In 1999 we were able to observe the Leonids from Spain. It was the first meteor storm I could observe, with a maximum ZHR of 4200 (Figure 15). This time most Leonids were weak. Highest minute count reached 50 Leonids and sometimes I saw 5 or 6 Leonids at once! Sometimes we really had the impression that we were traveling at high speed towards the constellation of Leo.
In 2000 I flew with Marco Langbroek and Carl Johannink last-minute to Portugal, last minute because the weather forecast over western Europe was so bad (Figure 16). There, again we saw a beautiful Leonid outburst that showed several peaks with a maximum ZHR of 400.
In 2001 there was the second Leonid expedition to China (Sino Dutch Leonid Expedition 2001, Figure 19). This time we stayed five days at the largest optical observatory in China near Xing Long (150 km northeast of Beijing). There we again witnessed a beautiful outburst of the Leonids. This time it was the perfect (and my second!) meteor storm, the bright Leonids from 1998 and the activity of the 1999 Leonid Storm combined. Maximum ZHR around 3700. Many fireballs appeared; the author observed 169 Leonids from–3 to –10 that night (Figures 17 and 18). The finest was a magnitude –8 Leonid earthgrazer which left a drifting persistent train that was visually visible for more than 20 minutes. I observed on the flat roof of the building of the 1-meter Schmidt telescope together with Casper ter Kuile and Arnold Tukkers and 20 (occasional) Chinese observers.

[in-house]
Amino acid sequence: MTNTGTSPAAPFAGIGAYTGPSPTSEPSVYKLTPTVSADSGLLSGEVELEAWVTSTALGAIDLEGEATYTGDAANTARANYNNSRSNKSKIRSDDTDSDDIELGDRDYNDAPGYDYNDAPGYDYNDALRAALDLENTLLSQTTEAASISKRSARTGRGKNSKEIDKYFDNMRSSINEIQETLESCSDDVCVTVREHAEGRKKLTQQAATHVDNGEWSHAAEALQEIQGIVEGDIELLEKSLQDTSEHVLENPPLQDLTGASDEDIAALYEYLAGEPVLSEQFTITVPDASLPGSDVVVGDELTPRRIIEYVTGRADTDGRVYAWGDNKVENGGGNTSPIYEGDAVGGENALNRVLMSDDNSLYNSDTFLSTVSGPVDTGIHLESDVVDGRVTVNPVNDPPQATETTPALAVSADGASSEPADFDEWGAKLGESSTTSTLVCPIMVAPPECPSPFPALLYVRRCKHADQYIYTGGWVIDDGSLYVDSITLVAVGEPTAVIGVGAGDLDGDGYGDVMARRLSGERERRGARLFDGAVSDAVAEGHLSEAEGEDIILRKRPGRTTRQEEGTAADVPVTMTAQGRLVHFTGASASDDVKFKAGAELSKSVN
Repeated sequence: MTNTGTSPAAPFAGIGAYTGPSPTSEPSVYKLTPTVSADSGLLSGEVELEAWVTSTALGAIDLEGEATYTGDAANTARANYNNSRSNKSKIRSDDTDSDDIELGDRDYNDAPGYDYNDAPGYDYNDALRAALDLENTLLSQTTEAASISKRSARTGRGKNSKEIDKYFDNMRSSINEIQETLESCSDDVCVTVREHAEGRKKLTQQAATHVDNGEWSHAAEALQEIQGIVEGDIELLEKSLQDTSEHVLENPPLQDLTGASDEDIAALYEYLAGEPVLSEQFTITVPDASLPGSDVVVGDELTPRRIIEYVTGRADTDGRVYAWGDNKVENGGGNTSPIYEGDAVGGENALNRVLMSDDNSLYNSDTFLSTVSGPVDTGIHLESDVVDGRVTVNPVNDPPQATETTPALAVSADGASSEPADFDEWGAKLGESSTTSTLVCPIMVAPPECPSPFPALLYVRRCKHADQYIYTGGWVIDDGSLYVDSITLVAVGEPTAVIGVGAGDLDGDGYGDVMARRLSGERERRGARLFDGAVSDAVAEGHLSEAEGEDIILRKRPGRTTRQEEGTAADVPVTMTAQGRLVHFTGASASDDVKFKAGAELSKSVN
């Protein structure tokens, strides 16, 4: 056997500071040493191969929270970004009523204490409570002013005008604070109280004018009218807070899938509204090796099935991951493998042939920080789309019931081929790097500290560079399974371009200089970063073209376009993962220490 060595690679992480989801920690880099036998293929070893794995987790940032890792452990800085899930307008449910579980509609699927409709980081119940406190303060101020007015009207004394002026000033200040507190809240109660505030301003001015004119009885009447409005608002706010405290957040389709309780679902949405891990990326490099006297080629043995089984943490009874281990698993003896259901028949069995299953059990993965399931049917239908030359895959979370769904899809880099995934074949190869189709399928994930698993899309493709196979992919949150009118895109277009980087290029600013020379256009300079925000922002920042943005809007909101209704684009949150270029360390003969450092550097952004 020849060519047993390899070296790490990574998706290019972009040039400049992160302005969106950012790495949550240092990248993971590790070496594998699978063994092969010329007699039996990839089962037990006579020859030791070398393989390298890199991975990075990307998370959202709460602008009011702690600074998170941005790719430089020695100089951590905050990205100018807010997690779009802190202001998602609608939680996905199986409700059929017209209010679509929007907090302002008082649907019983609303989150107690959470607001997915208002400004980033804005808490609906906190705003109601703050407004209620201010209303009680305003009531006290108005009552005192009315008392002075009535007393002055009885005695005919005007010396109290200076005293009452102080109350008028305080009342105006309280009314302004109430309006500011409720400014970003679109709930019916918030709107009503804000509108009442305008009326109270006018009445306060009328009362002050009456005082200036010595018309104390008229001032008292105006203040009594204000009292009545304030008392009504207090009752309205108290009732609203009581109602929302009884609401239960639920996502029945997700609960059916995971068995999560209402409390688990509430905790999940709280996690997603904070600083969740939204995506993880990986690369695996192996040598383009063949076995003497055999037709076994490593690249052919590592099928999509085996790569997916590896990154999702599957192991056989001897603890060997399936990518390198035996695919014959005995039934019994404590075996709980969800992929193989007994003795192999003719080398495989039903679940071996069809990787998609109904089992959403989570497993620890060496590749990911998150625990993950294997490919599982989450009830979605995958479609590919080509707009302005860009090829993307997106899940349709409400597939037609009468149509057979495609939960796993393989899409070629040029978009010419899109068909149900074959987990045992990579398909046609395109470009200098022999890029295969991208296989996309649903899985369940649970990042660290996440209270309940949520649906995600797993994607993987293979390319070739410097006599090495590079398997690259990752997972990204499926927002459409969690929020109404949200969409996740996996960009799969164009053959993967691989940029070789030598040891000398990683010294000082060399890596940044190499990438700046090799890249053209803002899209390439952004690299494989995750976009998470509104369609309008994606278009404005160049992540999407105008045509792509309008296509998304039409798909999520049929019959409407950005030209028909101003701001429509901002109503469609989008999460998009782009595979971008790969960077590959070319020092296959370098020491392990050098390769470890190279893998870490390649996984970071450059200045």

In 2002 I observed the Leonids together with Olga van Mil, Jaap van ’t Leven and Peter Bus from Moncarapacho, Portugal. Unfortunately, this was not a success, only between a few small clearings we could observe the increasing Leonid activity. In 2003 I was again in Moncarapacho with Jaap and Peter and this time we were able to observe the Leonids for four nights in a row.
Post Leonid period
After 2002 something changed again. The Delphinus team had its last campaign at the Cosmos observatory in Lattrop. After this, there were simply no more joint activities. The major Leonid campaigns were also history. Of course, my individual observational sessions always continued as usual. In 2003, the Southern delta Aquariids and Capricornids were observed from the south coast of Crete during a vacation. In 2004 there were some crash (=escaping bad weather) expeditions to Britzingen with Carl Johannink, Rita Verhoef and Romke Schievink (Perseid outburst ZHR 200) and Winterberg (observing the Geminids from the Kahler Asten).
In 2006 there was a small and final Leonid expedition to Andalusia, Spain together with Jaap van ‘t Leven, Peter Bus, Michel Vandeputte, Carl Johannink and Peter Jenniskens (Figure 20). Casper ter Kuile and Robert Haas manned a small second station near the town of Basa. On the night of November 18–19 we observed a brief outburst of the Leonids with an ZHR of around 90.